Newell, Edward John (DNB00)
|←Newdigate, Roger||Dictionary of National Biography, 1885-1900, Volume 40
Newell, Edward John
|Newell, Robert Hasell→|
NEWELL, EDWARD JOHN (1771–1798), Irish informer, of Scottish parentage, was born on 29 June 1771, at Downpatrick. He tells us that he ran away from home when he was seventeen and became a sailor, making a short voyage to Cadiz. In a year he returned home, and after serving as apprentice to a painter and glazier, followed the trade of a glass-stainer for two years, but failed in attempts to start business in Dublin and Limerick. Early in 1796 he went to Belfast, and practised the profession of portrait-painting in miniature. There he joined the United Irishmen, and worked for the cause for thirteen months, neglecting his business in his enthusiasm. He was, however, distrusted by some of the leaders, and in revenge, as he admits, became an informer. Early in 1797 he was taken to Edward Cooke [q. v.], under-secretary of state for Ireland, and gave him a great deal of information, most of which he avowedly invented, although he charges the under-secretary with adding names to the list of innocent people which he himself supplied. Cooke sent him to Newry, where General Gerard Lake [q. v.] was then stationed, directing the latter to treat him well and follow Newell's advice. He was lavishly supplied with money, all of which he confesses to have spent in debauchery. When examined before a secret committee of the Irish House of Commons, on 3 May 1797, he was ‘with great ceremony placed in a high chair, for the benefit of being better heard,’ and coolly admits that he deliberately exaggerated, ‘and fabricated stories which helped to terrify them’ (Life and Confessions, 1846? pp. 42–43). While in Dublin Newell lodged in Dublin Castle. Early in 1798 he pretended to feel remorse for his treachery, and announced to Cooke his intention of giving up his employment as a spy. It was arranged that he should go to England, with a pension, on 16 Feb. 1798, and settle in Worcester, under the name of Johnston, ostensibly to carry on his profession as a painter. Shortly after the final interview with Cooke he brought out ‘The Life and Confessions of Newell, the Informer,’ which purports to be written and printed in England. But it was privately printed at Belfast, by a printer named Storey, and Newell was then in that city. He confessed to receiving 2,000l. as a reward ‘for having been the cause of confining 227 innocent men to languish in either the cell of a bastile or the hold of a tender, and, as I have heard, has been the cause of many of their deaths’ (Life and Confessions). The work, which is unquestionably genuine, was dedicated to John Fitzgibbon, earl of Clare, and contains a portrait of the author by himself. It aroused much attention, and had a large sale.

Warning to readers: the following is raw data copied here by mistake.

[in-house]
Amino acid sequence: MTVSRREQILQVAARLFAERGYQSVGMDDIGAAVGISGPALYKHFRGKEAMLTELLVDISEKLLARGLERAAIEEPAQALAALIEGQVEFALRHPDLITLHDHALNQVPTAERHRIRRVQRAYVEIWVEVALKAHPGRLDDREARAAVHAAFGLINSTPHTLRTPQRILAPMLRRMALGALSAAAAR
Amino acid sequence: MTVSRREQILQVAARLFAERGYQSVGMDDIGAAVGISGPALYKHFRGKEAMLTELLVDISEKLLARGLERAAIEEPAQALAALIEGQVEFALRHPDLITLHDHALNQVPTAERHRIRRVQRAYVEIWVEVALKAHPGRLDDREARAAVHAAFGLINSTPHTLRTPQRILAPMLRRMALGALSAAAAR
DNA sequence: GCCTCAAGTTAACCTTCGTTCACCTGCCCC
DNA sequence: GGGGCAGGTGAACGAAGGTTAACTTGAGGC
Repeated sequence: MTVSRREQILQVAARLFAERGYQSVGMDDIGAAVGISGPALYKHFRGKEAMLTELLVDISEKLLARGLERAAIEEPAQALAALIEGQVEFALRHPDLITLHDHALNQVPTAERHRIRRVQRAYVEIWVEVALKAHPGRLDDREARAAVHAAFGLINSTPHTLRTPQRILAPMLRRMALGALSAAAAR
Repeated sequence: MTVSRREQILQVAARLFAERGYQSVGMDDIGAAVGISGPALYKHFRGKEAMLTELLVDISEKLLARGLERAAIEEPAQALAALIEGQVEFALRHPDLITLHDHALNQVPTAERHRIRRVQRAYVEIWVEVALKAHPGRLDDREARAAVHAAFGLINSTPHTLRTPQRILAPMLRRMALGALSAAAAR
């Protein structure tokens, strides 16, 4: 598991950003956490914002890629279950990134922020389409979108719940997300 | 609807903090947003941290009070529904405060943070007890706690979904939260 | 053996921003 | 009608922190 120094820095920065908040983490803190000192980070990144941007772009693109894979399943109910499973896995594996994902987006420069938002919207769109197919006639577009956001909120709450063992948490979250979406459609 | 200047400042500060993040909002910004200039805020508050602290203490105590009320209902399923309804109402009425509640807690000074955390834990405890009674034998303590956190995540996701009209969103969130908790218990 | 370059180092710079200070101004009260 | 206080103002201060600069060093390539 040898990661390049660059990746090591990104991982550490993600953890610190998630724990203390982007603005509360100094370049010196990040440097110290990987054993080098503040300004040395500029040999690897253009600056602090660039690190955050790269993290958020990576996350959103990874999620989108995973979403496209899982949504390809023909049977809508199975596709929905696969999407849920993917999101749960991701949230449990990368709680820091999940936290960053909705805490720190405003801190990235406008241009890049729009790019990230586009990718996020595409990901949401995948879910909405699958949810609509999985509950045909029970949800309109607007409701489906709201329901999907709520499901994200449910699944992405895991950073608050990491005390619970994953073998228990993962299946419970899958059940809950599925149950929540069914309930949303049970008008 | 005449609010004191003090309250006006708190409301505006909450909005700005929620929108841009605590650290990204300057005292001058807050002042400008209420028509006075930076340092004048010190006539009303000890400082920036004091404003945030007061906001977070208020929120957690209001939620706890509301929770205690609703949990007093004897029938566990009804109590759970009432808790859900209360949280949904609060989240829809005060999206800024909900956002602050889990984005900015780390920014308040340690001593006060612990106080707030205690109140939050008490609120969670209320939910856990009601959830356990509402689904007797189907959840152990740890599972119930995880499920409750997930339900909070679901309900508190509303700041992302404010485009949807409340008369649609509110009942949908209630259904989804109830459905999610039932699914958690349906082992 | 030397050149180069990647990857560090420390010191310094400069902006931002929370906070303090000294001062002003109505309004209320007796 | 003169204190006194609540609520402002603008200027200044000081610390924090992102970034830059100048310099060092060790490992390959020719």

Newell finally prepared to leave for America, taking with him the wife of an acquaintance whom he had persuaded to elope, but he was assassinated in June 1798 by those whom he had betrayed. He was induced, it is said, to go out in a boat to meet the ship which was to convey him to America, and is supposed to have been thrown into the sea. Another account says he was shot on the road near Roughford, and a third that he was drowned at Garnogle. Madden gives some particulars of the finding of bones thought to be Newell's on the beach at Ballyholme, ten miles from Belfast (United Irishmen, 2nd ser. i. 352).[Froude's English in Ireland, iii. 245, where the name is wrongly given as ‘Nevile;’ Life and Confessions of Newell the Informer, 1798; Fitzpatrick's Secret Service under Pitt, 1892, pp. 12, 104, 173; Madden's Lives of United Irishmen, 2nd ser. i. 347 et seq.]